Battery models can be broadly categorised into four groups, namely: empirical models (equivalent circuit and neural network), electrochemical engineering models, multiphysics models, and molecular/atomistic models [1,2]. These battery models include different levels of details and differ in terms of complexity, computational cost and reliability. They can be chosen based on the particular needs for a specific application. Due to the complexity of batteries, electrochemical models are often viewed as the best approach for investigating the impact of design variables on battery performance during a charge and discharge process.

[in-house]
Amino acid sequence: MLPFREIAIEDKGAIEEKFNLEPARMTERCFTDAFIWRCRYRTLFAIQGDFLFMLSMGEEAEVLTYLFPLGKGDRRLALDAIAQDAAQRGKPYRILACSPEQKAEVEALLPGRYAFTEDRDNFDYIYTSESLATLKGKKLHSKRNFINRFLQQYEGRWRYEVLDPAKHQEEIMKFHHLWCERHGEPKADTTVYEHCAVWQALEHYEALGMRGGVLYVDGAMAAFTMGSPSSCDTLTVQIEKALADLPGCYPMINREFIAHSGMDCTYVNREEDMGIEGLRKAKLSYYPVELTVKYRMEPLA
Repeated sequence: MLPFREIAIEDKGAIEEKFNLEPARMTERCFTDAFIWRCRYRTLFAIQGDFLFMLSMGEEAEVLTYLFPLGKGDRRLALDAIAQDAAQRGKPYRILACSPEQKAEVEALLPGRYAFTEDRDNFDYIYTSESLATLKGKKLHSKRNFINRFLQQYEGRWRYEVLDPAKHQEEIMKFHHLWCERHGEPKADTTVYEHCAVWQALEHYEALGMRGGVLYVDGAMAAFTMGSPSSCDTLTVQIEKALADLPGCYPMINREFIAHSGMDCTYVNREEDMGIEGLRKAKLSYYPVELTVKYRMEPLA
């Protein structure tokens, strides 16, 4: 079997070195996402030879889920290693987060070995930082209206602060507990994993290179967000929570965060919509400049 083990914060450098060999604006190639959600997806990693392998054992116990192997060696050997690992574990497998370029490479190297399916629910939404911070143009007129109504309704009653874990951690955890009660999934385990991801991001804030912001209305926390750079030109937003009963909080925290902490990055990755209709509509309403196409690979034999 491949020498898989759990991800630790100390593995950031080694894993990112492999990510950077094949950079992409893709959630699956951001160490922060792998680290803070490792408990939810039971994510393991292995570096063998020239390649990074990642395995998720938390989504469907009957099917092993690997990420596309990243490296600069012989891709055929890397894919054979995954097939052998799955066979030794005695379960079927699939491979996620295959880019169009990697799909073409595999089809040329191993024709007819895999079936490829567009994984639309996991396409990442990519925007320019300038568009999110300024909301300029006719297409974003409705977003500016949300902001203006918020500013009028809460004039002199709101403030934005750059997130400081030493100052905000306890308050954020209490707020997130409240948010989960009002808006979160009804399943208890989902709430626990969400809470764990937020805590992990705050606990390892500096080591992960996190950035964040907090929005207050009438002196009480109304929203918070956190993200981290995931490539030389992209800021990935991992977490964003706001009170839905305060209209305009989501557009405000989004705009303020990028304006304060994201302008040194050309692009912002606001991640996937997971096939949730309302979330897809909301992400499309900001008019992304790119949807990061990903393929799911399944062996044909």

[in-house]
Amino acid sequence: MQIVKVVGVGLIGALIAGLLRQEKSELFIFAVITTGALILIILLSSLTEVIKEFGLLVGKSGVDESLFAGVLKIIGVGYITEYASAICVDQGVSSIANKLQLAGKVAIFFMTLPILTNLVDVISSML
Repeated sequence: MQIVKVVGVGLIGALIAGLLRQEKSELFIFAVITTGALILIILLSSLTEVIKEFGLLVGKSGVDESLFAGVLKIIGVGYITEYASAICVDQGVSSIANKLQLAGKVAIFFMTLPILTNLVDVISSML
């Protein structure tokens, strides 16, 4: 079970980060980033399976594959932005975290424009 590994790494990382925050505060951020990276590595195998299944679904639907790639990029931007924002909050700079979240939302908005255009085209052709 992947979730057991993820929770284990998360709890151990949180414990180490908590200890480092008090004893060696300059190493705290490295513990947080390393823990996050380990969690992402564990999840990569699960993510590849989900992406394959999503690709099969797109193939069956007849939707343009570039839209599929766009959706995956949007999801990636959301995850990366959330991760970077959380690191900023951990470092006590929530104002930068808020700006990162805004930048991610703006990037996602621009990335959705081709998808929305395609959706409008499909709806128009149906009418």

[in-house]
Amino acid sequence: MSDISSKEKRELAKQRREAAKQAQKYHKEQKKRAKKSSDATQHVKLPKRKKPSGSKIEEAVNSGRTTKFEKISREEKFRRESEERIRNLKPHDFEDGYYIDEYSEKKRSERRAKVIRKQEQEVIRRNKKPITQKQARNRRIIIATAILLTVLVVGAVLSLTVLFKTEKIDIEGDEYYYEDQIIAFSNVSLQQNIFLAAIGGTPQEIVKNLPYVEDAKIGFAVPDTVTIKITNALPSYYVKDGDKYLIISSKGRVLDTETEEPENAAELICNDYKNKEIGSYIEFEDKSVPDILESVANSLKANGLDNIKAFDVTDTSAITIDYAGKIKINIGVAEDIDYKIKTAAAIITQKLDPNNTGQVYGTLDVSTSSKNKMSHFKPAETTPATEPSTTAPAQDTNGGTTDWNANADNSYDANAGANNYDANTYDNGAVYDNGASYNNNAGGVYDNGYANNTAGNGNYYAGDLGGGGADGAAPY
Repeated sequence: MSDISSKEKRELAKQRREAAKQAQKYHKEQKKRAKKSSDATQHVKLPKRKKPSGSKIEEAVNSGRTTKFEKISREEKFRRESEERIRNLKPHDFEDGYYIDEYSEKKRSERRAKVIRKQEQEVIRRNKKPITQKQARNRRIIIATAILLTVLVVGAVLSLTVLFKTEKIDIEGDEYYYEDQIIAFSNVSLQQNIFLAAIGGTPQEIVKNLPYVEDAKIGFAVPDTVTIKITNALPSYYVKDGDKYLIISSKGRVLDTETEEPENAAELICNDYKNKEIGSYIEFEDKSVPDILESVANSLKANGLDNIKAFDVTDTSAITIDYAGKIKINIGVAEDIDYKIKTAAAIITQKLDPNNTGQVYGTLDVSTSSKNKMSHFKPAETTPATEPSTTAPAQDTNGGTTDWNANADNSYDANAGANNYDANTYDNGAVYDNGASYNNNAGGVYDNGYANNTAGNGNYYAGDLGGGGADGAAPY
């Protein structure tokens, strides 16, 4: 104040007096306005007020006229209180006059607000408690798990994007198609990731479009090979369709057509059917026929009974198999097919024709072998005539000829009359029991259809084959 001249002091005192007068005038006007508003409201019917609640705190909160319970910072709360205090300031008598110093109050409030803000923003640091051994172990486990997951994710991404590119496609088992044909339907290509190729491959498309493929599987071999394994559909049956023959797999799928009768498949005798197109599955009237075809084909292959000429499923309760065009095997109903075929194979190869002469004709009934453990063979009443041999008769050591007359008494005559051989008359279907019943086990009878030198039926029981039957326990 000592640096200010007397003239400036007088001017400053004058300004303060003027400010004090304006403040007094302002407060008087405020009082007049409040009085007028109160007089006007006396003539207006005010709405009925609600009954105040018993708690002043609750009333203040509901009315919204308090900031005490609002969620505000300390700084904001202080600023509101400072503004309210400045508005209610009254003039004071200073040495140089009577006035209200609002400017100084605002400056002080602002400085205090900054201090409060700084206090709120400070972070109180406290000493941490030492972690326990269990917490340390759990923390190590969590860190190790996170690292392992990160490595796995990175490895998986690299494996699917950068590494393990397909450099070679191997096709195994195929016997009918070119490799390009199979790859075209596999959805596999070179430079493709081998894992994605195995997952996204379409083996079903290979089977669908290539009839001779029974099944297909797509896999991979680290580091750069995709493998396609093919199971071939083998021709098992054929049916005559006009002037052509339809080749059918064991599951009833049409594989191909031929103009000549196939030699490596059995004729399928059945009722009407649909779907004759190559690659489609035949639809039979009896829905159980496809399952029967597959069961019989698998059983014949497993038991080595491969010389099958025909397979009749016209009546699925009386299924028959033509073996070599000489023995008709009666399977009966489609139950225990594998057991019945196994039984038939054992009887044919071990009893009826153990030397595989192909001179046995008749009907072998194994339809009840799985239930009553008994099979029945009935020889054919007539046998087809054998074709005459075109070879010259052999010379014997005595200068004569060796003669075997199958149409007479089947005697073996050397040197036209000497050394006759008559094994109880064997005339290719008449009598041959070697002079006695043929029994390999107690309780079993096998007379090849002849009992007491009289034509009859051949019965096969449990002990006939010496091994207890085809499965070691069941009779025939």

The most common electrochemical models in the literature [3] are single particle models (SPM) [4,5] porous-electrode models [6,7] and pseudo-two-dimensional models (P2D) [8,9]. The main difference is the level of complexity and the computational time associated with their use. Once an efficient model is developed, it can be employed to address a number of real-world challenges, such as the identification of transport and kinetic parameters, the occurrence of capacity fade, improving life time, and improving energy/power density [1]. The energy/power density can be improved by manipulating either the design parameters or operating protocols [1]. Much of the previous work on improving the performance of batteries has focused on battery packs rather than a single battery cell design [10]. The important design parameters which can be varied within the manufacturing process to achieve the optimal battery performance are known to be: electrode thickness [11,12,13,14], porosity [6,10,11,12,15], particle size [14,16], electrode surface area, geometry and the dimensions of current collectors [6,17,18].